By Darya Korsunskaya and Natalia Zinets
MOSCOW/KYIV (Reuters) -President Volodymyr Zelenskiy called on Ukrainians to fly the country’s flags from buildings and sing the national anthem in unison on Feb. 16, a date that some Western media have cited as a possible start of a Russian invasion.
Ukrainian officials stressed that Zelenskiy was not predicting an attack on that date, but responding with skepticism to foreign media reports. Several Western media organisations have quoted U.S. and other officials citing the date as when Russian forces would be ready for an attack.
“They tell us Feb. 16 will be the day of the attack. We will make it a day of unity,” Zelenskiy said in a video address to the nation.
“They are trying to frighten us by yet again naming a date for the start of military action,” Zelenskiy said. “On that day, we will hang our national flags, wear yellow and blue banners, and show the whole world our unity.”
Zelenskiy has long said that – while he believes Russia is threatening his country – the likelihood of an imminent attack has been overstated by Ukraine’s Western allies, responding to Moscow’s efforts to intimidate Ukraine and sow panic.
Mykhailo Podolyak, an adviser to Zelenskiy’s chief of staff, told Reuters the president was responding in part “with irony” to media reports of the potential date of the invasion.
“It is quite understandable why Ukrainians today are skeptical about various ‘specific dates’ of the so-called ‘start of the invasion’ announced in the media,” he said. “When the ‘start of the invasion’ becomes some sort of rolling tour date, such media announcements can only be taken with irony.”
Zelenskiy’s office released the text of a decree calling for all villages and towns in Ukraine to fly the country’s flags on Wednesday, and for the entire nation to sing the national anthem at 10 am. It also called for an increase in salaries of soldiers and border guards.
U.S. officials said they were not predicting an assault ordered by Russian President Vladimir Putin on a specific day, but repeated warnings that it could come at any time.
“I won’t get into a specific date, I don’t think that would be smart. I would just tell you that it is entirely possible that he could move with little to no warning,” Pentagon spokesperson John Kirby told reporters. Earlier, Kirby said Moscow was still adding to its military capabilities on the Ukrainian frontier.
Secretary of State Antony Blinken said Washington, which has already sent most of its diplomats home, was moving its remaining diplomatic mission in Ukraine from Kyiv to the western city of Lviv, much further from the Russian frontier. He cited a “dramatic acceleration in the buildup of Russian forces”.
Russia has more than 100,000 troops massed near the border of Ukraine. It denies Western accusations that it is planning an invasion, but says it could take unspecified “military-technical” action unless a range of demands are met, including barring Kyiv from ever joining the NATO alliance.
Russia suggested on Monday that it was ready to keep talking to the West to try to defuse the security crisis.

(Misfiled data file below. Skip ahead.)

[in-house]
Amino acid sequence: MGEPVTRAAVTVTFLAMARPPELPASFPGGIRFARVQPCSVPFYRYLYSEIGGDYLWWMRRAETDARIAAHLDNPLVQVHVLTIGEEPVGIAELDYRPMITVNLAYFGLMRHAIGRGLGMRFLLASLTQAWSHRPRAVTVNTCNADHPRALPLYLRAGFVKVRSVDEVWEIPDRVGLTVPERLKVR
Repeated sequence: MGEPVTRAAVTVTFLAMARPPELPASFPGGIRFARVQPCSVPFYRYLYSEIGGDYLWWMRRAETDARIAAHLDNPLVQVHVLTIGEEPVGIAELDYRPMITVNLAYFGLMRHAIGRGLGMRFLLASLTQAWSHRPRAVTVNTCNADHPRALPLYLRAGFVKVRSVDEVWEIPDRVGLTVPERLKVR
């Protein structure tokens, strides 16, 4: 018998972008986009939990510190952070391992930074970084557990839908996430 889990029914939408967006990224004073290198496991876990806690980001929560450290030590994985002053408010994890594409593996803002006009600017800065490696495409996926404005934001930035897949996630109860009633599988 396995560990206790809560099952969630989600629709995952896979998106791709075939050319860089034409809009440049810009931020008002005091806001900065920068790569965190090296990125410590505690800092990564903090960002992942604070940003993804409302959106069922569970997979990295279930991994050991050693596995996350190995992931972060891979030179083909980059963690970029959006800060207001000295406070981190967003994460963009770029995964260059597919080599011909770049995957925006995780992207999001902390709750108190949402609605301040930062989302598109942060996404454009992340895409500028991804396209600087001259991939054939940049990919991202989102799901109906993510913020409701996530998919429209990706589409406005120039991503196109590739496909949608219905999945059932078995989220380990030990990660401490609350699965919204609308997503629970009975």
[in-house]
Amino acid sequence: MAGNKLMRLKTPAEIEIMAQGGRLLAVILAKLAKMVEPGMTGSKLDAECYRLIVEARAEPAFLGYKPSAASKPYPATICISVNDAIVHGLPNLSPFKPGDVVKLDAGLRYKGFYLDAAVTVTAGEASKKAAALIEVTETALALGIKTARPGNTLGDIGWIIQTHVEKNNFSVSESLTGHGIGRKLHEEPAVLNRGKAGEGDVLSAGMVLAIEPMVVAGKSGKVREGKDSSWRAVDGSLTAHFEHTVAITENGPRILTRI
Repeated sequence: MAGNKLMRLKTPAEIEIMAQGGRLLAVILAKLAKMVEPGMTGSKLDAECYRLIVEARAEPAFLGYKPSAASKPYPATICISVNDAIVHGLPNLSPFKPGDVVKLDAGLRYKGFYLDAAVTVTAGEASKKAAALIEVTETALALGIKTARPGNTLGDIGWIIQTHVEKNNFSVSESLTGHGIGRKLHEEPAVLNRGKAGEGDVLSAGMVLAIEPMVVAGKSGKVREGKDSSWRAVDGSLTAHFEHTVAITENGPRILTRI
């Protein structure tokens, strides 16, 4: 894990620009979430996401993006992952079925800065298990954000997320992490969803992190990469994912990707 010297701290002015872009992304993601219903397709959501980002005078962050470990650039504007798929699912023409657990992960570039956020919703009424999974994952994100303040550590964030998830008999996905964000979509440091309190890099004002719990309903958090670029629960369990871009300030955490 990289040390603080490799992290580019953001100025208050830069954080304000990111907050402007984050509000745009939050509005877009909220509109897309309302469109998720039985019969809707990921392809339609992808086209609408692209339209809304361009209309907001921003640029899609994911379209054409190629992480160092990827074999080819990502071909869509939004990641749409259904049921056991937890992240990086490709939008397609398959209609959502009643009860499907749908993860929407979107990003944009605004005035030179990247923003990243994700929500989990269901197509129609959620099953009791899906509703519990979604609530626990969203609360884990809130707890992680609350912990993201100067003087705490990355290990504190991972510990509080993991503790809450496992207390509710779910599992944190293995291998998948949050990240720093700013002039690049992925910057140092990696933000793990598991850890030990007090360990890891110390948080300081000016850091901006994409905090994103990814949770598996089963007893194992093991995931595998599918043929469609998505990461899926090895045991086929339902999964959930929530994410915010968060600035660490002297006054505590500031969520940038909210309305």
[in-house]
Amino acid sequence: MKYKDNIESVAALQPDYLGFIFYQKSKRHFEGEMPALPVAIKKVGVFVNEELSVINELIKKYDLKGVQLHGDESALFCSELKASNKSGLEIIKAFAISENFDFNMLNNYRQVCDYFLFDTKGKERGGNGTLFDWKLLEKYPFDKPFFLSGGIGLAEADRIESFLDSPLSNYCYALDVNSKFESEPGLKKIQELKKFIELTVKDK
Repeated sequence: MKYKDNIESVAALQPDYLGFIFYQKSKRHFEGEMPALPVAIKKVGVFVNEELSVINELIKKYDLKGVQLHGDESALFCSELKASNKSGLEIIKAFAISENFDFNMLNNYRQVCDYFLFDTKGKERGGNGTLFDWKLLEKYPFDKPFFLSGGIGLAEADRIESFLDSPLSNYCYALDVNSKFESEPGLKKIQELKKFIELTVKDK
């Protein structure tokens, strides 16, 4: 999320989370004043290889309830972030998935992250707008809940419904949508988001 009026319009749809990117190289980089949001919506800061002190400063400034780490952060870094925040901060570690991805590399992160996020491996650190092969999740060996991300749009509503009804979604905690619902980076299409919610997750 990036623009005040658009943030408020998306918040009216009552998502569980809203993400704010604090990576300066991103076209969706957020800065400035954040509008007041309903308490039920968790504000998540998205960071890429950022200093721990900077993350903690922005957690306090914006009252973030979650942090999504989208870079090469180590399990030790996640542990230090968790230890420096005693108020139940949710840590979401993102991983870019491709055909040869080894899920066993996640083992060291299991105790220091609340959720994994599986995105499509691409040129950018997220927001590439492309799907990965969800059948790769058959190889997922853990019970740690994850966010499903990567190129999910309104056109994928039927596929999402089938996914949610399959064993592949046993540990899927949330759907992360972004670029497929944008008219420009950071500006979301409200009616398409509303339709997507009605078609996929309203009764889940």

In a televised exchange, Putin was shown asking his foreign minister, Sergei Lavrov, whether there was a chance of an agreement to address Russia’s security concerns, or whether it was just being dragged into tortuous negotiations.
Lavrov replied: “We have already warned more than once that we will not allow endless negotiations on questions that demand a solution today.”
But he added: “It seems to me that our possibilities are far from exhausted… At this stage, I would suggest continuing and building them up.”
Western countries have threatened sanctions on an unprecedented scale if Russia does invade. The Group of Seven large economies (G7) warned on Monday of “economic and financial sanctions which will have massive and immediate consequences on the Russian economy”.
After speaking with the foreign ministers of Russia and Ukraine, U.N. Secretary-General Antonio Guterres said he still believed “from his own analysis, his own hopes” that there would not be a conflict, a U.N. spokesperson said.
Moscow says Ukraine’s quest to join NATO poses a threat. While NATO has no immediate plans to admit Ukraine, Western countries say they cannot negotiate over a sovereign country’s right to form alliances.
Ukraine is already suffering economic damage from the standoff. A surge in the price of 5-year credit default swaps on Ukrainian sovereign bonds suggested that markets gave Kyiv a 42% probability of defaulting.
U.S. national security adviser Jake Sullivan told congressional leaders on Monday that Washington was considering offering Ukraine up to $1 billion in sovereign loan guarantees to calm markets, a source familiar with the adviser’s call told Reuters.
Ukraine International Airlines, Ukraine’s biggest airline, said its insurers had terminated cover for at least some of its aircraft on flights in Ukrainian airspace.
German Chancellor Olaf Scholz held talks in Kyiv with Zelenskiy. On Tuesday, Scholz is due to fly to Moscow, the latest Western official to make the trip after French President Emmanuel Macron and two British ministers went last week.
Scholz said he saw “no reasonable justification” for Russia’s military activity on Ukraine’s border, and that “we are ready for a serious dialogue with Russia on European security issues”. He announced a credit of 150 million euros ($170 million) for Ukraine.
($1 = 0.8838 euros)